If the new student maintains their GPA, passes drug tests, and maintains good behavior in and out of school, there is absolutely no reason why they cannot be placed on the Varsity team from the beginning or within the season of their first year. It IS fair. The other team members who have been paying for years and are still on Junior Varsity or get bumped down just because there is a better new member can just suck it up. It's about how well you play in order to win.
So in summary, if the new incoming student meets all requirements, they should be able to play fr the Varsity team if they are good enough to be on it.
RationalMadman

Pro

"The Varsity title simply categorizes and separates the best players from the poor ones." It also separates those loyal to the school to those who simply use the school to play the sport.

"If the new student maintains their GPA, passes drug tests, and maintains good behavior in and out of school, there is absolutely no reason why they cannot be placed on the Varsity team from the beginning or within the season of their first year" What if they get on with no-one in the team, are particularly aggressive and foul a lot on the pitch or simply are very lazy and rely purely on natural talent and don't do as told in training sessions.


"It IS fair." You never justified this. Nothing in life is truly fair.

"The other team members who have been paying for years and are still on Junior Varsity or get bumped down just because there is a better new member can just suck it up." The fact that they can suck it up doesn't justify it occurring. This was irrelevant to the debate.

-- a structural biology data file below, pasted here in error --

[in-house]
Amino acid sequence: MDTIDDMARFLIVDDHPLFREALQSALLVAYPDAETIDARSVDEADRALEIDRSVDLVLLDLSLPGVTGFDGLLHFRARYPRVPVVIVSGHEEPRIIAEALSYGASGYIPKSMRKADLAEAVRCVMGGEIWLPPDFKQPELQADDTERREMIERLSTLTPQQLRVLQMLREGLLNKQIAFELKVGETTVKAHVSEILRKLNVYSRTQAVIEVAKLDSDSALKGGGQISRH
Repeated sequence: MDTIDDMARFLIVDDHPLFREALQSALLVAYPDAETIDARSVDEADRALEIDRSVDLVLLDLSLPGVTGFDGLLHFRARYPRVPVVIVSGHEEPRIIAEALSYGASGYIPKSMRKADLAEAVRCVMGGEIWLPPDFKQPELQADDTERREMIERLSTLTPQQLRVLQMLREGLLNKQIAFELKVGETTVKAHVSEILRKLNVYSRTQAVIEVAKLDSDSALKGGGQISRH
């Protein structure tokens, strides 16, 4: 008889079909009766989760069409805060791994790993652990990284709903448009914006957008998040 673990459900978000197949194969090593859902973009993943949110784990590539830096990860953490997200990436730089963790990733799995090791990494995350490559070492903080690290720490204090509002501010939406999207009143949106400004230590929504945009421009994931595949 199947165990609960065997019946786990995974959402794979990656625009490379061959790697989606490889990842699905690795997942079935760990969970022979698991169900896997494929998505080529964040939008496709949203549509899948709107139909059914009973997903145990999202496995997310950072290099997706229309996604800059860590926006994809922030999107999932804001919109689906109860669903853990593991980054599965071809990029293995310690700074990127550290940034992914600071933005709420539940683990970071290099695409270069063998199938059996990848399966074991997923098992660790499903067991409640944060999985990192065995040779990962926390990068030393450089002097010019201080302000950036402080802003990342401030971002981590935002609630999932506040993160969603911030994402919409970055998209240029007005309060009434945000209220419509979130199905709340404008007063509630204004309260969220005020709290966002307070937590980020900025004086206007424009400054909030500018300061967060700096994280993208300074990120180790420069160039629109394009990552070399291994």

"It's about how well you play in order to win." It's also about how willing you are to be the substitute on the bench the entire match and not complain about it as well as how good a team player you are and how humble an individual you are in taking criticism and improving.

"if the new incoming student meets all requirements, they should be able to play for the Varsity team if they are good enough to be on it." Ironically, if one of the requirements is to have trained with the team for a year, then that requirement must be met. So yes, you are correct but this doesn't support your side of the debate.
Debate Round No. 3
3 comments have been posted on this debate. Showing 1 through 3 records.
Posted by RationalMadman 4 years ago
RationalMadman
VOTEBOMB! I HAD BETTER SPELLING AND GRAMMAR AND NOT WORSE CONDUCT?! wtf
Posted by runnersva1 4 years ago
runnersva1
Yeah it is about my school. It's not fair for students that are forced to change to schools to be permitted from participating in varsity. Like I said before, if a varsity basketball senior's home was destroyed during a hurricane, so they have to change schools, they should be able to continue playing on varsity at their new school if they prove they are a good enough player.
Posted by angrymen 4 years ago
angrymen
I might accept this if no one has by monday. Also im assuming this is about your school as my high school has no rule or is it coaches saying this?
3 votes have been placed for this debate. Showing 1 through 3 records.
Vote Placed by LaL36 4 years ago
LaL36
runnersva1RationalMadmanTied
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Total points awarded:05 
Reasons for voting decision: Pro I think is the first person who changed my view. And he also used sources.
Vote Placed by emospongebob527 4 years ago
emospongebob527
runnersva1RationalMadmanTied
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Total points awarded:05 
Reasons for voting decision: Countern UtahJoker's unexplained points.
Vote Placed by utahjoker 4 years ago
utahjoker
runnersva1RationalMadmanTied
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Total points awarded:52 
Reasons for voting decision: Con was better this debate but Pro did give sources.